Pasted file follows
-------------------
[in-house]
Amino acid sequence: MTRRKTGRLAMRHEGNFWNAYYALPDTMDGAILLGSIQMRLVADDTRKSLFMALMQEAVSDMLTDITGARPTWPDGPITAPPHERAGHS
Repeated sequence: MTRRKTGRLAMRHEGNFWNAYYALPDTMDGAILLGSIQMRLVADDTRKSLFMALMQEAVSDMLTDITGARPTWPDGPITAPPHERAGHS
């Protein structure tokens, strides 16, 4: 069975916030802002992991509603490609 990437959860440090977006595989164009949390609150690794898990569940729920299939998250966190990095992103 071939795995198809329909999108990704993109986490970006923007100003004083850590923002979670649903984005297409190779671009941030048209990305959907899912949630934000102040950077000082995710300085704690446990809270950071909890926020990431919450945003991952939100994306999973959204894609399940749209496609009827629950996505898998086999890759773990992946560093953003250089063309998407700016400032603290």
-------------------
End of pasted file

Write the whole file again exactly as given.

[in-house]
Amino acid sequence: MTRRKTGRLAMRHEGNFWNAYYALPDTMDGAILLGSIQMRLVADDTRKSLFMALMQEAVSDMLTDITGARPTWPDGPITAPPHERAGHS
Repeated sequence: MTRRKTGRLAMRHEGNFWNAYYALPDTMDGAILLGSIQMRLVADDTRKSLFMALMQEAVSDMLTDITGARPTWPDGPITAPPHERAGHS
């Protein structure tokens, strides 16, 4: 069975916030802002992991509603490609 990437959860440090977006595989164009949390609150690794898990569940729920299939998250966190990095992103 071939795995198809329909999108990704993109986490970006923007100003004083850590923002979670649903984005297409190779671009941030048209990305959907899912949630934000102040950077000082995710300085704690446990809270950071909890926020990431919450945003991952939100994306999973959204894609399940749209496609009827629950996505898998086999890759773990992946560093953003250089063309998407700016400032603290």